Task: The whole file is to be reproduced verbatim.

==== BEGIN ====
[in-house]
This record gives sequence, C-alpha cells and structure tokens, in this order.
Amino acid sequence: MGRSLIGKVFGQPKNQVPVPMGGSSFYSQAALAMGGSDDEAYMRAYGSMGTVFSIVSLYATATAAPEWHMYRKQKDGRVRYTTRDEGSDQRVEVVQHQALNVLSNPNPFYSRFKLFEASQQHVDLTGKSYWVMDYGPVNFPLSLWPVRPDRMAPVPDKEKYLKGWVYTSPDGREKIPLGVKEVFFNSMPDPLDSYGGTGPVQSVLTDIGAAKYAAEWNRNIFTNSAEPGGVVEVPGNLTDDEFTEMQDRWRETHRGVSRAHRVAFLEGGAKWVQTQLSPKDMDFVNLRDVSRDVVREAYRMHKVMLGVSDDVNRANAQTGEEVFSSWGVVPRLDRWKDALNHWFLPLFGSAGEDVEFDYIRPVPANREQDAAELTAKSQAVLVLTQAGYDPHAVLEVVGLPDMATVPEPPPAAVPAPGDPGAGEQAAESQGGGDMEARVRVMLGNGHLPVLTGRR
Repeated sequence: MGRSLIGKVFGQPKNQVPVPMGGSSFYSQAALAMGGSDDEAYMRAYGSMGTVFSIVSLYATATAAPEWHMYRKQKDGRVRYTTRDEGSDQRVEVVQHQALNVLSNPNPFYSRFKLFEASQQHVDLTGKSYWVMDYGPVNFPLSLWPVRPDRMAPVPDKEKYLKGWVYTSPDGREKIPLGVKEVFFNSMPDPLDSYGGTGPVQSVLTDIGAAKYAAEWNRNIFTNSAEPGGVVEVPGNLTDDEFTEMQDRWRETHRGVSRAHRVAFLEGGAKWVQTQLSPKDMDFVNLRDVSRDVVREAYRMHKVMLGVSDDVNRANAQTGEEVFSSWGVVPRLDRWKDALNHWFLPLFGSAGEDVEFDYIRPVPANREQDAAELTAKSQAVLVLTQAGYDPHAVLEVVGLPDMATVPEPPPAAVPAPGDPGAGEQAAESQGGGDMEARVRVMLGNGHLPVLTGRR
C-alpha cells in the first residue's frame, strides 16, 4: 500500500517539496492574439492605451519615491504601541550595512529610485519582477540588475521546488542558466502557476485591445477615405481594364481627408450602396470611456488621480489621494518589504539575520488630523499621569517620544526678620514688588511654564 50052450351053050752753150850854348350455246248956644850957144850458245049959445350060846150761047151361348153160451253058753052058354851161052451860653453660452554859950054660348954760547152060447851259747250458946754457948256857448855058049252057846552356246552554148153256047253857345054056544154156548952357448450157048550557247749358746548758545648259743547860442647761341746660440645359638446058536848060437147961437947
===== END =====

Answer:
[in-house]
This record gives sequence, C-alpha cells and structure tokens, in this order.
Amino acid sequence: MGRSLIGKVFGQPKNQVPVPMGGSSFYSQAALAMGGSDDEAYMRAYGSMGTVFSIVSLYATATAAPEWHMYRKQKDGRVRYTTRDEGSDQRVEVVQHQALNVLSNPNPFYSRFKLFEASQQHVDLTGKSYWVMDYGPVNFPLSLWPVRPDRMAPVPDKEKYLKGWVYTSPDGREKIPLGVKEVFFNSMPDPLDSYGGTGPVQSVLTDIGAAKYAAEWNRNIFTNSAEPGGVVEVPGNLTDDEFTEMQDRWRETHRGVSRAHRVAFLEGGAKWVQTQLSPKDMDFVNLRDVSRDVVREAYRMHKVMLGVSDDVNRANAQTGEEVFSSWGVVPRLDRWKDALNHWFLPLFGSAGEDVEFDYIRPVPANREQDAAELTAKSQAVLVLTQAGYDPHAVLEVVGLPDMATVPEPPPAAVPAPGDPGAGEQAAESQGGGDMEARVRVMLGNGHLPVLTGRR
Repeated sequence: MGRSLIGKVFGQPKNQVPVPMGGSSFYSQAALAMGGSDDEAYMRAYGSMGTVFSIVSLYATATAAPEWHMYRKQKDGRVRYTTRDEGSDQRVEVVQHQALNVLSNPNPFYSRFKLFEASQQHVDLTGKSYWVMDYGPVNFPLSLWPVRPDRMAPVPDKEKYLKGWVYTSPDGREKIPLGVKEVFFNSMPDPLDSYGGTGPVQSVLTDIGAAKYAAEWNRNIFTNSAEPGGVVEVPGNLTDDEFTEMQDRWRETHRGVSRAHRVAFLEGGAKWVQTQLSPKDMDFVNLRDVSRDVVREAYRMHKVMLGVSDDVNRANAQTGEEVFSSWGVVPRLDRWKDALNHWFLPLFGSAGEDVEFDYIRPVPANREQDAAELTAKSQAVLVLTQAGYDPHAVLEVVGLPDMATVPEPPPAAVPAPGDPGAGEQAAESQGGGDMEARVRVMLGNGHLPVLTGRR
C-alpha cells in the first residue's frame, strides 16, 4: 500500500517539496492574439492605451519615491504601541550595512529610485519582477540588475521546488542558466502557476485591445477615405481594364481627408450602396470611456488621480489621494518589504539575520488630523499621569517620544526678620514688588511654564 50052450351053050752753150850854348350455246248956644850957144850458245049959445350060846150761047151361348153160451253058753052058354851161052451860653453660452554859950054660348954760547152060447851259747250458946754457948256857448855058049252057846552356246552554148153256047253857345054056544154156548952357448450157048550557247749358746548758545648259743547860442647761341746660440645359638446058536848060437147961437947